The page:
“Pictures of nude women were amongst the earliest imagery to find their way onto postcards and some of the most sought after. Because censors destoyed millions of nude postcards and they continue to be banned from the mail it is difficult to ascetain a full and accurate history of them. Despite continual efforts to eliminate these cards they have always been published due to high demand and remain popular among collectors today.”


“A French postcard, titled Une Almée, captures a woman who is both bare-breasted and facially veiled. The figure is indeed alluringly portrayed, with her arm raised to lift her breasts into more visibility. Images of Almées can be found on the orientalist canvases of painters such as Gerome and Toulouse-Lautrec.”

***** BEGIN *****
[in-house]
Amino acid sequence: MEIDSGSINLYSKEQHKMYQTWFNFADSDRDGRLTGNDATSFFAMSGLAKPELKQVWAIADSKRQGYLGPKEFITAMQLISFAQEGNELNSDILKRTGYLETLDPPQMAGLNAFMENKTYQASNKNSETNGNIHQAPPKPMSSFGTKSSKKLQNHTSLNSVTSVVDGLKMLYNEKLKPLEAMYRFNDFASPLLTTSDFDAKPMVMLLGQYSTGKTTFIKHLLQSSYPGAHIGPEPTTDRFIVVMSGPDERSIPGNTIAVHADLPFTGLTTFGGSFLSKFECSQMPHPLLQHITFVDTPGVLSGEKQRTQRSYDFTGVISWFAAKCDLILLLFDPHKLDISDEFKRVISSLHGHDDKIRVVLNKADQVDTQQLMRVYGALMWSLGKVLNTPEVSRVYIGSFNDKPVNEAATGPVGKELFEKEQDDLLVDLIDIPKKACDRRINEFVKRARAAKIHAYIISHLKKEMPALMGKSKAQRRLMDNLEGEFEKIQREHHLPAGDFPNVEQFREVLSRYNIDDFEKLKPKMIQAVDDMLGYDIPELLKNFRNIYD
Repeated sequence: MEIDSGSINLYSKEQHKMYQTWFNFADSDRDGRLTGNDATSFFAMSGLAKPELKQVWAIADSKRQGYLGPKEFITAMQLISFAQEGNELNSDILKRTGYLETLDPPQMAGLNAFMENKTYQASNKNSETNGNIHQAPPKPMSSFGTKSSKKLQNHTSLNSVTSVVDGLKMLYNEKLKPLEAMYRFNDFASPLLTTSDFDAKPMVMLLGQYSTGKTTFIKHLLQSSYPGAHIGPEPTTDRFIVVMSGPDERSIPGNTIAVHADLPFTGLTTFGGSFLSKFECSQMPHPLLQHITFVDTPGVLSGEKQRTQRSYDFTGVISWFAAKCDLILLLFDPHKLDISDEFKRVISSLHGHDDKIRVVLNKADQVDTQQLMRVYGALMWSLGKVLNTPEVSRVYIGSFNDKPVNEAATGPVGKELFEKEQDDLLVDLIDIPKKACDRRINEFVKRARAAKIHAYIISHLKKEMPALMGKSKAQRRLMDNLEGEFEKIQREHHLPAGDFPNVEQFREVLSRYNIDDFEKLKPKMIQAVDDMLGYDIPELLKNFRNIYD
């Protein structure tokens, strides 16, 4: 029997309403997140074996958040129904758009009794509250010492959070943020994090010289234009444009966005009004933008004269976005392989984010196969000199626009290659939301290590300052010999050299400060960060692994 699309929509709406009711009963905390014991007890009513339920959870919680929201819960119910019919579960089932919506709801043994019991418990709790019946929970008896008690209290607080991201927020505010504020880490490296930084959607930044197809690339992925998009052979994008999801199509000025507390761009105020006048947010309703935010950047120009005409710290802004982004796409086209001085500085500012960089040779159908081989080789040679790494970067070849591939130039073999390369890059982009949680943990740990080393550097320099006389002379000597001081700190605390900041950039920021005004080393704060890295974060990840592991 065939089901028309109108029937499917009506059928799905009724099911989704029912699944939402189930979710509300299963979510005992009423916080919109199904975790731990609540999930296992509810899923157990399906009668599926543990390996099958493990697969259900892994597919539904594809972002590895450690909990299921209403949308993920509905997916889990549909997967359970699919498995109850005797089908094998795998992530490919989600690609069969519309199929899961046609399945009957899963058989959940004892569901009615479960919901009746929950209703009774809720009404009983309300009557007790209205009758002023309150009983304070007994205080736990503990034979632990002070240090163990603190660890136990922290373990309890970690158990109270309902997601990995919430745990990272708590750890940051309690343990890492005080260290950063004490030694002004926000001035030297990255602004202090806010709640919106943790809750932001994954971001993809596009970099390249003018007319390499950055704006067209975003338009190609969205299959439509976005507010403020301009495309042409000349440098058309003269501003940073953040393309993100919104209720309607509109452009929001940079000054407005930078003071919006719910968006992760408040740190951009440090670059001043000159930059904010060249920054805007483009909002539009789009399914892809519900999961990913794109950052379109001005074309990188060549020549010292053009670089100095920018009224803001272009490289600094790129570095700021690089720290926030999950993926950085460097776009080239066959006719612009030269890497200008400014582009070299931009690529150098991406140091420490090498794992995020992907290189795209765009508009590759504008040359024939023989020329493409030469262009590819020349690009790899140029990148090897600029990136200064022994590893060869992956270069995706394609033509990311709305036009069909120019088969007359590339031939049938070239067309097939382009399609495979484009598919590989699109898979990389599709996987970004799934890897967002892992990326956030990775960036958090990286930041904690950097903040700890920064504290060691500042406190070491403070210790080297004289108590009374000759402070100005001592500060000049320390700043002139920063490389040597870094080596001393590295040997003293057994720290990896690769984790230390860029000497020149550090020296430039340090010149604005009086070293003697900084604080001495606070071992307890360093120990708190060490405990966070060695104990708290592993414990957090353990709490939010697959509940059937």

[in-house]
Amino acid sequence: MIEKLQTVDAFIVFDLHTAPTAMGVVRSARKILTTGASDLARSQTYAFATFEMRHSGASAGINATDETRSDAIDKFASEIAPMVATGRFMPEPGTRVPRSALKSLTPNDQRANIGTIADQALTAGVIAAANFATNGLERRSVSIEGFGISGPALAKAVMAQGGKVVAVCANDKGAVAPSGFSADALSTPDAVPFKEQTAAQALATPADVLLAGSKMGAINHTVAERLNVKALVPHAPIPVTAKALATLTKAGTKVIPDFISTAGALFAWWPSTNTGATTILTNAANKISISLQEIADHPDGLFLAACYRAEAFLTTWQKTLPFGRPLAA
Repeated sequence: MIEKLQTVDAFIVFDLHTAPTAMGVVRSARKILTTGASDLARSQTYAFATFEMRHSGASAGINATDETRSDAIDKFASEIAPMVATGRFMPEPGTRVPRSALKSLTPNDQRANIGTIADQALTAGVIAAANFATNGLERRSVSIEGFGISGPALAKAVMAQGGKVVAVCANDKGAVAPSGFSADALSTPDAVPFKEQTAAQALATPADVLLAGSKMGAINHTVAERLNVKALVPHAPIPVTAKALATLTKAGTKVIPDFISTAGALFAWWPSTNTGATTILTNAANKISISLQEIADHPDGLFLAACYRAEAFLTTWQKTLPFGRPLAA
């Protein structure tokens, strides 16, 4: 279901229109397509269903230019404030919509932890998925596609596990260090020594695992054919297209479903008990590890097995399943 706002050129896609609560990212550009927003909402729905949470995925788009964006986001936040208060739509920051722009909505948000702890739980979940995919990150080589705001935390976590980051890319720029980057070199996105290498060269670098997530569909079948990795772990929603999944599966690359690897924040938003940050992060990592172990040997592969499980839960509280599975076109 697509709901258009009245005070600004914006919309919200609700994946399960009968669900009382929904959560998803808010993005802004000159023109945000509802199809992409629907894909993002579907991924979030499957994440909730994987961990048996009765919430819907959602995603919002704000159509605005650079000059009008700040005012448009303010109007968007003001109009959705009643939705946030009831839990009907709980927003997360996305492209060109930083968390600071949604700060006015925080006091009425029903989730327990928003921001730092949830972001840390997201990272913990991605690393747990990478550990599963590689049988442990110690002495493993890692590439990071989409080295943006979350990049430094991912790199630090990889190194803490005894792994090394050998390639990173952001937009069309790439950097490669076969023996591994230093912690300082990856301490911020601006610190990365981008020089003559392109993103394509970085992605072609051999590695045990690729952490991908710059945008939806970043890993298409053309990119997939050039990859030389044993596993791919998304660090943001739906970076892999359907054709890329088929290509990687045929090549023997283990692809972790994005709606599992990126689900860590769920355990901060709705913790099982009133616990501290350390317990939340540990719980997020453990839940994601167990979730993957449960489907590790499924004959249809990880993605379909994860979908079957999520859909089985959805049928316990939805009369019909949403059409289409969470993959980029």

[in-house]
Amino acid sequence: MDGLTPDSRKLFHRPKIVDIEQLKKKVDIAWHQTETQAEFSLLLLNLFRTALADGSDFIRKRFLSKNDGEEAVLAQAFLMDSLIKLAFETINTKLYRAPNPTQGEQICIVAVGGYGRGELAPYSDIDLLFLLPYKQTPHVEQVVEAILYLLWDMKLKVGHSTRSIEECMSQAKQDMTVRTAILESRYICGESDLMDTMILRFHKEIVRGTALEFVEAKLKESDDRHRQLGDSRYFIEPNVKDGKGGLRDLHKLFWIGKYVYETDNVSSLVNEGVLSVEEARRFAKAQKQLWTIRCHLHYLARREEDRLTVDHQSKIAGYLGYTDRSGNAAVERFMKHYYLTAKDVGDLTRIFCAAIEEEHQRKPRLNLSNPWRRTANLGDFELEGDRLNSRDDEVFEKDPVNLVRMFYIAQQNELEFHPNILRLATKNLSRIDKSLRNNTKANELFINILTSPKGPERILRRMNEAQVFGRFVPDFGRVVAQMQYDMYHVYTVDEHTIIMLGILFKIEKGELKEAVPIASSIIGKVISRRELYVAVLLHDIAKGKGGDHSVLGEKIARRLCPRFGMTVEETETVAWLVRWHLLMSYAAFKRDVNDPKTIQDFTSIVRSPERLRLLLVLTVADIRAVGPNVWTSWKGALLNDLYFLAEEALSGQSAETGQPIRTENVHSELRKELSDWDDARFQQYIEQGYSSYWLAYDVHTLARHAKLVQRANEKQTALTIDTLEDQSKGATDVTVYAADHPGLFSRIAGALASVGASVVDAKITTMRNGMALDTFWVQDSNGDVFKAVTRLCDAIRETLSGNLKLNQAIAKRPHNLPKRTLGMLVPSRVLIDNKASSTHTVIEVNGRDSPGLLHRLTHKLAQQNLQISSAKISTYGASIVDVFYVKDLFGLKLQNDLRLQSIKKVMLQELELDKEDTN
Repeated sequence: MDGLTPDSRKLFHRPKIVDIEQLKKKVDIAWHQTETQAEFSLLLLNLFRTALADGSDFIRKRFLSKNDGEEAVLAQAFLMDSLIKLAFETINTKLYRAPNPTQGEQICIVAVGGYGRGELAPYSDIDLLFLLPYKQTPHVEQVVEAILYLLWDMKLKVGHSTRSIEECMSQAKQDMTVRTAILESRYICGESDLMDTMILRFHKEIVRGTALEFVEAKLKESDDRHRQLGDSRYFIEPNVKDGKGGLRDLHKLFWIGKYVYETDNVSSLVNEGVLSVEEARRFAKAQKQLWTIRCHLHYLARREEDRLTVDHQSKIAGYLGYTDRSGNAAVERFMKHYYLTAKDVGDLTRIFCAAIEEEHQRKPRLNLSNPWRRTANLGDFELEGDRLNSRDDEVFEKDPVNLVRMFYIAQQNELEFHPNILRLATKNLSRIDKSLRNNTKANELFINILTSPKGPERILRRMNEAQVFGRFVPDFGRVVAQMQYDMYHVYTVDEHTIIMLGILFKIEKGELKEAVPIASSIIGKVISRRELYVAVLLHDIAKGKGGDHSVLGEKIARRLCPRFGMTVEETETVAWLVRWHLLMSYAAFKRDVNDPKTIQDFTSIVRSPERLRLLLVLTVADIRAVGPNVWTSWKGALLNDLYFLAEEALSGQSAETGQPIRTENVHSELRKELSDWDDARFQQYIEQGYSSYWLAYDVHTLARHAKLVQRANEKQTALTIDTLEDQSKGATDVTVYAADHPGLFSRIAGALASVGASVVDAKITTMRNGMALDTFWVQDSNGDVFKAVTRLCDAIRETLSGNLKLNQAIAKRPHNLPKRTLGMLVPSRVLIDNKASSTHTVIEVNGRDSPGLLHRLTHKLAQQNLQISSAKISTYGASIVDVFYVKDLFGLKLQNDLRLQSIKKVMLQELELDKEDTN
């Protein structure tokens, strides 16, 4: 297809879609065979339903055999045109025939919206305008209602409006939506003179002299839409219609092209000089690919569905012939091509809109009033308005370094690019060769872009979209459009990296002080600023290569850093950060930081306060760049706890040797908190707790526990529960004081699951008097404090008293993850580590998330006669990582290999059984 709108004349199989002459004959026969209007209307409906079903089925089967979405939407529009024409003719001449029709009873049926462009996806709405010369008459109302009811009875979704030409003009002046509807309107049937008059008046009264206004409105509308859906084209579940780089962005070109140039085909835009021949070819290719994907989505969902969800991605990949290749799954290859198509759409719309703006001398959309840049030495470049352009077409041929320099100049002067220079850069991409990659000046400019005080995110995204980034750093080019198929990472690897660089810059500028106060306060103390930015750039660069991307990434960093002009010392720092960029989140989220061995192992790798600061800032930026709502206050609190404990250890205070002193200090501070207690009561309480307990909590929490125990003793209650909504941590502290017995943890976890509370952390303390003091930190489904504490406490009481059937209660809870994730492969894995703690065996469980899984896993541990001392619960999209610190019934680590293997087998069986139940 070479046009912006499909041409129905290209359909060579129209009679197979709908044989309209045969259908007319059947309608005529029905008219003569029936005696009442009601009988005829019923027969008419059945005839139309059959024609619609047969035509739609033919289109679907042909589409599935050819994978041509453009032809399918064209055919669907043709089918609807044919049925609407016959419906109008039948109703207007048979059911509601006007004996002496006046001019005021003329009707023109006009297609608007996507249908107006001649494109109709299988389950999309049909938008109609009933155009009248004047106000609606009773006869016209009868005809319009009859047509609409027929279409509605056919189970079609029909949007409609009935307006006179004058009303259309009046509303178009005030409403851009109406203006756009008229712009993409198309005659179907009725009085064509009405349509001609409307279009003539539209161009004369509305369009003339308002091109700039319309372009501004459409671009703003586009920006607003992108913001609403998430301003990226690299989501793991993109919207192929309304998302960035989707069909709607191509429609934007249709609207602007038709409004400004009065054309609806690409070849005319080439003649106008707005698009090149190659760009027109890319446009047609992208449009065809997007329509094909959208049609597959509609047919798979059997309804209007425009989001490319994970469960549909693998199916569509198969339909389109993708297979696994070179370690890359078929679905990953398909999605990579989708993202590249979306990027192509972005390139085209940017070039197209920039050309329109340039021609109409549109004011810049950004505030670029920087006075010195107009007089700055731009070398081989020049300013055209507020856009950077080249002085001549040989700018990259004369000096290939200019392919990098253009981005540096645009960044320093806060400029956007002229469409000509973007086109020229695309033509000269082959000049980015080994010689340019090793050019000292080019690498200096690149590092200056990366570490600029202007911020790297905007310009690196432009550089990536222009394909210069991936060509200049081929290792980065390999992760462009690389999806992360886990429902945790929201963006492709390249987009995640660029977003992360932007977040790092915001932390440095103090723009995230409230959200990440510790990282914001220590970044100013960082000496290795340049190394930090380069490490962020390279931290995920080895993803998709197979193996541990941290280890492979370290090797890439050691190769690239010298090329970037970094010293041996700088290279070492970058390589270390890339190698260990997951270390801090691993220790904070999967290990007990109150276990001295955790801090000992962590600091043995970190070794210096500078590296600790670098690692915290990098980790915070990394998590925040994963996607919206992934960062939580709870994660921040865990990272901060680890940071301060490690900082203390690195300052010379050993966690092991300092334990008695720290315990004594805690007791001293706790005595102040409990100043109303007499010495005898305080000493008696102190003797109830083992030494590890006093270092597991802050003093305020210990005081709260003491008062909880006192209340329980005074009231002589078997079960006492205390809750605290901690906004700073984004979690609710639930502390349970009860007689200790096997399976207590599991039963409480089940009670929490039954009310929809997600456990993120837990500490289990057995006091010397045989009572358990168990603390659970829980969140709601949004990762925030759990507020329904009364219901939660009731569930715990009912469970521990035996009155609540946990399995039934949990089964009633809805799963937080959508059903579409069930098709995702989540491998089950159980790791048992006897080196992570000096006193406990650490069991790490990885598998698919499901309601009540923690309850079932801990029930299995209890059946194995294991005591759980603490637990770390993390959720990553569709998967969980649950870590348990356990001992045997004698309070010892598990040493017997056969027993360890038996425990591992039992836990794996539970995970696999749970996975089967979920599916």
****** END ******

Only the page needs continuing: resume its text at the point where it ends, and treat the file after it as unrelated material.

“The French magazine La Beaute, was a major source for nude pictures. They sold photographic based images of poses in the nude for the use of artists, but these cards were greatly coveted by the general public. Though made in Europe their largest market was in the United States. These types of cards were most popular in the 1870’s but this type of card had been manufactured as soon as technology provided a convenient way to reproduce photographs. Most of their backs are completely blank without any postal markings making them difficult to precisely date. They are referred to as postcards only because of the similar size, but they were illegal to mail. Actual postcards with nudes on them did not appear until 1900 or so.”

all text and images via The Metropolitan Postcard Club of New York City

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